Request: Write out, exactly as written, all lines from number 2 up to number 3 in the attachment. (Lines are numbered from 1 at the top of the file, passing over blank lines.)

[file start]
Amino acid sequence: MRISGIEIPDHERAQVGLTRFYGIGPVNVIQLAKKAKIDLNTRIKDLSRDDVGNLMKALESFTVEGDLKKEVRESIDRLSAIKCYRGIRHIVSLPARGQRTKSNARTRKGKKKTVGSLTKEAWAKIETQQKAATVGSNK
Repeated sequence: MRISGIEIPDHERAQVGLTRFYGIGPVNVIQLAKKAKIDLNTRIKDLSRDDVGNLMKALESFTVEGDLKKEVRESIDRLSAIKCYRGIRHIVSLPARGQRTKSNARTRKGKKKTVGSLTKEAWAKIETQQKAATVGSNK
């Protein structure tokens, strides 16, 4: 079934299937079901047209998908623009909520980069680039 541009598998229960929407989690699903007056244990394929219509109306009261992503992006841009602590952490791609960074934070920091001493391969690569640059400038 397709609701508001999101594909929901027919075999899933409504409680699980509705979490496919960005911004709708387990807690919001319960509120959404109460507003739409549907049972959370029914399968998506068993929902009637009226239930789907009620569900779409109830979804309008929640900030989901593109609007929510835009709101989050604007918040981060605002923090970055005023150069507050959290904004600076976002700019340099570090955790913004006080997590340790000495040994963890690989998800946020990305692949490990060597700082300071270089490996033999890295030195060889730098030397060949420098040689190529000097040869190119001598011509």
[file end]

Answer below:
Repeated sequence: MRISGIEIPDHERAQVGLTRFYGIGPVNVIQLAKKAKIDLNTRIKDLSRDDVGNLMKALESFTVEGDLKKEVRESIDRLSAIKCYRGIRHIVSLPARGQRTKSNARTRKGKKKTVGSLTKEAWAKIETQQKAATVGSNK
């Protein structure tokens, strides 16, 4: 079934299937079901047209998908623009909520980069680039 541009598998229960929407989690699903007056244990394929219509109306009261992503992006841009602590952490791609960074934070920091001493391969690569640059400038 397709609701508001999101594909929901027919075999899933409504409680699980509705979490496919960005911004709708387990807690919001319960509120959404109460507003739409549907049972959370029914399968998506068993929902009637009226239930789907009620569900779409109830979804309008929640900030989901593109609007929510835009709101989050604007918040981060605002923090970055005023150069507050959290904004600076976002700019340099570090955790913004006080997590340790000495040994963890690989998800946020990305692949490990060597700082300071270089490996033999890295030195060889730098030397060949420098040689190529000097040869190119001598011509």